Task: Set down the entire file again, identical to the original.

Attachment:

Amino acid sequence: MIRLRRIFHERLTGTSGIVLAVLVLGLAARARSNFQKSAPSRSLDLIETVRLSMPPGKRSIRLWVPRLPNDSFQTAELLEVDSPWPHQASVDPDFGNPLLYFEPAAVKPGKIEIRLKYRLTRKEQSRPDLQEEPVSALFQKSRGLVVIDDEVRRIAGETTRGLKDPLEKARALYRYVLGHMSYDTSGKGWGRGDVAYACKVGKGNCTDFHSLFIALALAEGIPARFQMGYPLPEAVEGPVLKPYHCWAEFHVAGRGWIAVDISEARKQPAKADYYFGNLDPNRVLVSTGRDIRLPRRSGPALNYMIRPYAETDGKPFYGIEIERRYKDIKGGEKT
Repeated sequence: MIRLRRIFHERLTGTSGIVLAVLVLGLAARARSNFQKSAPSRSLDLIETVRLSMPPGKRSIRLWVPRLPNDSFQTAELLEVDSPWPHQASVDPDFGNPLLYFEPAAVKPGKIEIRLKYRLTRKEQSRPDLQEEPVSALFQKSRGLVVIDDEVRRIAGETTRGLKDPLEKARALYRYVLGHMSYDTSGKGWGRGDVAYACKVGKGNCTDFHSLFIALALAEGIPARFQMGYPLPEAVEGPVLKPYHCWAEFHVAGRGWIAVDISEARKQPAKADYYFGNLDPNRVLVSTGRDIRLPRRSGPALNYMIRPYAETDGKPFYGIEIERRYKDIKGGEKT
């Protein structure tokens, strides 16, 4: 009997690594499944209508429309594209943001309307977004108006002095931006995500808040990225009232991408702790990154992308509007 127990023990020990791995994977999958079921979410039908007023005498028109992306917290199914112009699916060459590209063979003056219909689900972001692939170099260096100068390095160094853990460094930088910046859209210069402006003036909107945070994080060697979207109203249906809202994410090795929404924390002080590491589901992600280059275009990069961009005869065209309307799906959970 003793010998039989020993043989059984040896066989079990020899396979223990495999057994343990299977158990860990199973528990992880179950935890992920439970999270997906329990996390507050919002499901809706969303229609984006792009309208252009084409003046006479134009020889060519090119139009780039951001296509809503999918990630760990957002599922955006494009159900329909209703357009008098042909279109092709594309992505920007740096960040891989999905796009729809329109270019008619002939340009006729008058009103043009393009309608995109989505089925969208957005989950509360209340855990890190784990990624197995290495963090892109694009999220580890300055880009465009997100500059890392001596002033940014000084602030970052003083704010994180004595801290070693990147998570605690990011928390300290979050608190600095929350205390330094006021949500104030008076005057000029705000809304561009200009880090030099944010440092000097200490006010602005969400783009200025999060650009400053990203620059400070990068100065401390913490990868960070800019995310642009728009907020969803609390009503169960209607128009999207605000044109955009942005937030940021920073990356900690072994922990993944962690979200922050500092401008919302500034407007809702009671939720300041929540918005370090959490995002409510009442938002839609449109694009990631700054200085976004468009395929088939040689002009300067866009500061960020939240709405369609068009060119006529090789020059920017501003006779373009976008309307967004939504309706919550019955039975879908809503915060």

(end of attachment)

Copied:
Amino acid sequence: MIRLRRIFHERLTGTSGIVLAVLVLGLAARARSNFQKSAPSRSLDLIETVRLSMPPGKRSIRLWVPRLPNDSFQTAELLEVDSPWPHQASVDPDFGNPLLYFEPAAVKPGKIEIRLKYRLTRKEQSRPDLQEEPVSALFQKSRGLVVIDDEVRRIAGETTRGLKDPLEKARALYRYVLGHMSYDTSGKGWGRGDVAYACKVGKGNCTDFHSLFIALALAEGIPARFQMGYPLPEAVEGPVLKPYHCWAEFHVAGRGWIAVDISEARKQPAKADYYFGNLDPNRVLVSTGRDIRLPRRSGPALNYMIRPYAETDGKPFYGIEIERRYKDIKGGEKT
Repeated sequence: MIRLRRIFHERLTGTSGIVLAVLVLGLAARARSNFQKSAPSRSLDLIETVRLSMPPGKRSIRLWVPRLPNDSFQTAELLEVDSPWPHQASVDPDFGNPLLYFEPAAVKPGKIEIRLKYRLTRKEQSRPDLQEEPVSALFQKSRGLVVIDDEVRRIAGETTRGLKDPLEKARALYRYVLGHMSYDTSGKGWGRGDVAYACKVGKGNCTDFHSLFIALALAEGIPARFQMGYPLPEAVEGPVLKPYHCWAEFHVAGRGWIAVDISEARKQPAKADYYFGNLDPNRVLVSTGRDIRLPRRSGPALNYMIRPYAETDGKPFYGIEIERRYKDIKGGEKT
């Protein structure tokens, strides 16, 4: 009997690594499944209508429309594209943001309307977004108006002095931006995500808040990225009232991408702790990154992308509007 127990023990020990791995994977999958079921979410039908007023005498028109992306917290199914112009699916060459590209063979003056219909689900972001692939170099260096100068390095160094853990460094930088910046859209210069402006003036909107945070994080060697979207109203249906809202994410090795929404924390002080590491589901992600280059275009990069961009005869065209309307799906959970 003793010998039989020993043989059984040896066989079990020899396979223990495999057994343990299977158990860990199973528990992880179950935890992920439970999270997906329990996390507050919002499901809706969303229609984006792009309208252009084409003046006479134009020889060519090119139009780039951001296509809503999918990630760990957002599922955006494009159900329909209703357009008098042909279109092709594309992505920007740096960040891989999905796009729809329109270019008619002939340009006729008058009103043009393009309608995109989505089925969208957005989950509360209340855990890190784990990624197995290495963090892109694009999220580890300055880009465009997100500059890392001596002033940014000084602030970052003083704010994180004595801290070693990147998570605690990011928390300290979050608190600095929350205390330094006021949500104030008076005057000029705000809304561009200009880090030099944010440092000097200490006010602005969400783009200025999060650009400053990203620059400070990068100065401390913490990868960070800019995310642009728009907020969803609390009503169960209607128009999207605000044109955009942005937030940021920073990356900690072994922990993944962690979200922050500092401008919302500034407007809702009671939720300041929540918005370090959490995002409510009442938002839609449109694009990631700054200085976004468009395929088939040689002009300067866009500061960020939240709405369609068009060119006529090789020059920017501003006779373009976008309307967004939504309706919550019955039975879908809503915060």